October 26, 2011: A new version of the game has just been released. If you are having any trouble, please let us know. Thanks!
November 2, 2011: Fundamental change: Puzzles are generated at the start of each game to insure that you are playing a solveable arrangement! If you are having any trouble, please let us know. Thanks!
Mah Jongg is a classic Chinese game traditionally played by multiple players. In it's multiplayer form, it was a game that became popular in America in the 1920s. It is often referred to as a craze or fad because its rise in popularity happened so quickly.
The name literally means, "Sparrows," because the actual tiles used to play were discarded so quickly by Chinese players, that the sound was similar to that of a sparrow tapping. Also, in its traditional form the game is sometimes used as a gambling game, such as the Cantonese variation, Ten and A Half.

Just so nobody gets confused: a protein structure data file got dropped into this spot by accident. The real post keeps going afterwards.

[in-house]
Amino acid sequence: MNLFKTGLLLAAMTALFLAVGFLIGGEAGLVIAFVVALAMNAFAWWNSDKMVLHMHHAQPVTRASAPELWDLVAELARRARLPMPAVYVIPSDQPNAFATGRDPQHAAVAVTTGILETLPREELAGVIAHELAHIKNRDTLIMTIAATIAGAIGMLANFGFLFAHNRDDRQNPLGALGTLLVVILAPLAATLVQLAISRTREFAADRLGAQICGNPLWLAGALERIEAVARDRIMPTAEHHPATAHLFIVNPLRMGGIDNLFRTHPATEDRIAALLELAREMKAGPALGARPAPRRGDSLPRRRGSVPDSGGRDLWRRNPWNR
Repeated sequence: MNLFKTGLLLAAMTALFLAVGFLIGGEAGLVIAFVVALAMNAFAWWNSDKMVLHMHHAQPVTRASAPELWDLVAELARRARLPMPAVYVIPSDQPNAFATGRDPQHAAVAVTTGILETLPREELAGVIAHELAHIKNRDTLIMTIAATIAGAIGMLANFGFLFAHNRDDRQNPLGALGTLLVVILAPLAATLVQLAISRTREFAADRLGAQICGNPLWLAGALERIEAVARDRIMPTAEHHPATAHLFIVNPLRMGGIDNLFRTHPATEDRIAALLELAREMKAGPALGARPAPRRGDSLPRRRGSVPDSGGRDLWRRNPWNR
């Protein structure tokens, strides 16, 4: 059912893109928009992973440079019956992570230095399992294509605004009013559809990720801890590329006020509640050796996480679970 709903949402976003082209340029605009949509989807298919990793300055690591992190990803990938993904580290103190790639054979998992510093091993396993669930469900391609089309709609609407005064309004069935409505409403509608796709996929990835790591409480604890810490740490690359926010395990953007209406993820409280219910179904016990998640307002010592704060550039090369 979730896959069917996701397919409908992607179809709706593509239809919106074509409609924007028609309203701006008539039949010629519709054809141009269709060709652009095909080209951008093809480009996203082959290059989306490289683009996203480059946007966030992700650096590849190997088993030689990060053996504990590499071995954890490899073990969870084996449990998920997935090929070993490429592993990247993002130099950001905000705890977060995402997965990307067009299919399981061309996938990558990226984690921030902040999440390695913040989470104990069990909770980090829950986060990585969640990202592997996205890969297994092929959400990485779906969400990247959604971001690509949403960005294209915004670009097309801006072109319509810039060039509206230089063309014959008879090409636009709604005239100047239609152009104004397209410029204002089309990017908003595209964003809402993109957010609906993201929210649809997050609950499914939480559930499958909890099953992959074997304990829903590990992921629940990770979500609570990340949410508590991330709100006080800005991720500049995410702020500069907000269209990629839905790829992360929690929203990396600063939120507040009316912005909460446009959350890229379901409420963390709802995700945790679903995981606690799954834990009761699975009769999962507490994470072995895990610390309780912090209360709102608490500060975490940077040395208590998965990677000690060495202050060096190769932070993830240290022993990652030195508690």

The evolution of traditional Mah Jongg into a solitaire variation appears to have occurred in the U.S. in the 1980s when Brodie Lockard and Brad Fregger are credited with creating the first computerized, solitaire version of the game. Most online references site these two men for beginning what has eventually become an extremely popular online game.
The only real similarities between traditional Mah Jongg and the tile-matching solitaire version are the use of the tile set consisting of 144 tiles. The tiles can be arranged in a multitude of layouts, but the first layout created by Lockard and Fregger was called "The Turtle."
Since it's creation, online or computerized versions of Mah Jongg solitaire utilize a wide variety of layouts and tile designs. Although the first tile designs were the same ones used in the traditional game, current tile designs consist of many different matchable images.
In addition to the predesigned games on this site, you are able to create unique combinations of tile layouts, tile designs, and background images to personalize your Mah Jongg Solitaire playing experience.
"The Greatest Games of All Time" by Matthew J Costello, "Board and Table Games From Many Civilizations" by R.C. Bell, "The Everything Games Book" by Tracy Fitzsimmons & Pamela Liflander.